If anything, these songs are a candid expression of our perfectly imperfect human condition: Scars, wounds, traumas, angst, insecurities and all those things that haunt us rise to the surface in these songs, and yet by the time the music’s over, we feel lighter, freer, and more in control than we’ve ever been.

Experience the full record via our below stream, and peek inside Boyish’s Little Demon Boy EP with Atwood Magazine as India Shore and Claire Altendahl take us track-by-track through the music and lyrics of their latest release!

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:: stream/purchase Little Demon Boy here ::
:: connect with Boyish here ::
Stream: ‘Little Demon Boy’ – Boyish

:: Inside Little Demon Boy ::

Little Demon Boy - Boyish

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“Split Up”

India: “Split Up” is about living with an addict and feeling someone slip through your fingers. It’s directed to our younger selves, about trying to find our place in the world and becoming something more than who we were as teenagers. It’s about fearing who you’ll grow into and trying to hold on to someone you have no control over. We produced this with the help of Jake Luppen, Isaiah Whistler, and DeCarlo Jackson from Hippo Campus at their studio in Minneapolis. We wanted a rock song with inspirations from bands like Alvvays and The Strokes. Whistler tracked drums, DeCarlo played trumpet and Jake sang extra vocals on it. We wanted the production to feel incredibly euphoric and alive.
Claire: I first met Jake Luppen at the School of Rock program in Minnesota and was blown away by his voice. I think he was singing an Anthrax song at some dive bar in the Twin Cities and I remember thinking, that kid’s a star! And I played a lot of jazz gigs with DeCarlo through a youth jazz program called PipJazz, again I thought he was one of the most talented people I had ever met. The music scene in Minneapolis is small, but very connected and talented. When I first heard Hippo Campus, I became immediately obsessed. In a lot of ways they showed the scene that it’s possible to break through and have a big career in music, even if you’re not in LA or NYC. India and I have always been so inspired by them. Not only are they some of my favorite musicians, but they are some of the kindest people I’ve ever met. We got connected in 2021 when we were playing a show at the 7th street entry in Minneapolis and have kept in touch since then.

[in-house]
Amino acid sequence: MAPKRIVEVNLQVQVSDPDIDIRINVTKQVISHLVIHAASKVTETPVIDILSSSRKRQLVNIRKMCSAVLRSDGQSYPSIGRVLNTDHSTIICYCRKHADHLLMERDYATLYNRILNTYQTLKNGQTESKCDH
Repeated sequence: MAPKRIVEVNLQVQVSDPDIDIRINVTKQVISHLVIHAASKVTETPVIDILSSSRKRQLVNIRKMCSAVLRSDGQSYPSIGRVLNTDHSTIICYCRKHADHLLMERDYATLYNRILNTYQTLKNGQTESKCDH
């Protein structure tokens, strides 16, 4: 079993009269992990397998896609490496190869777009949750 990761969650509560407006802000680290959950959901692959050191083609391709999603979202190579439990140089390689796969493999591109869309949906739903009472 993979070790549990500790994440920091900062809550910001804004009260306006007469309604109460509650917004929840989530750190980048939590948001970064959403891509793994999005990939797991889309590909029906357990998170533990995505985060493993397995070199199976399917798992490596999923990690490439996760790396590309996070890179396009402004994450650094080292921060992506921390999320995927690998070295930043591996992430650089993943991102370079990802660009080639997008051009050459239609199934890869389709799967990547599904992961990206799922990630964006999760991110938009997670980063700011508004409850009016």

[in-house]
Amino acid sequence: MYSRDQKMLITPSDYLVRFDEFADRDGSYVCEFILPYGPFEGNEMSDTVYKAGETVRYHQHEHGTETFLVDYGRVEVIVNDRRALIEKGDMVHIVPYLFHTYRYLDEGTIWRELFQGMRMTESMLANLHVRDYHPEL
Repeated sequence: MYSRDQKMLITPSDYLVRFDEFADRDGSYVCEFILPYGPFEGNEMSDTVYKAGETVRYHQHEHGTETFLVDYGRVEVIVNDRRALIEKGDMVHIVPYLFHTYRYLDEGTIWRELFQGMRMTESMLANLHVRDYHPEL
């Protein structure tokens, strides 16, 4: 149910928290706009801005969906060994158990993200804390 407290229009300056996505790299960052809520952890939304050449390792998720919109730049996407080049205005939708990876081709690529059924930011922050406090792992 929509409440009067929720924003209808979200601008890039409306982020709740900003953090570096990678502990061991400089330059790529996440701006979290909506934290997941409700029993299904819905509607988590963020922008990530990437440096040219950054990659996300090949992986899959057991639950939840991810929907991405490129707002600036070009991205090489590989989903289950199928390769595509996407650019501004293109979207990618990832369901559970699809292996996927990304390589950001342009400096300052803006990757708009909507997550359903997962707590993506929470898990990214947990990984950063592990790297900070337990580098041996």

“Kill Your Pain” (with King Princess)

We wrote “kill your pain” about being so enmeshed with someone else that you lose your own identity, and in the end sort of succumbing to it and giving into it. We wanted it to feel like someone finally realizing they’re in someone else’s hell, accepting it, and giving into some of your darker instincts. We thought King Princess would be so perfect to be on this song, they have a sort of “eat nails” quality to everything they do, and that’s what the song needed. Working with her was a dream, and so incredibly inspiring. She added a level of grit and energy that the song was lacking. So much of the EP we’re working on has been pretty dark, and I think I wanted the video for this song to be just incredibly stupid and fun and a little out of character for us. I think it’s really funny, the idea of us in booty shorts, washing a car in a random apartment complex parking lot. I’ve never been more humbled more in my whole life than when I was editing this footage of myself.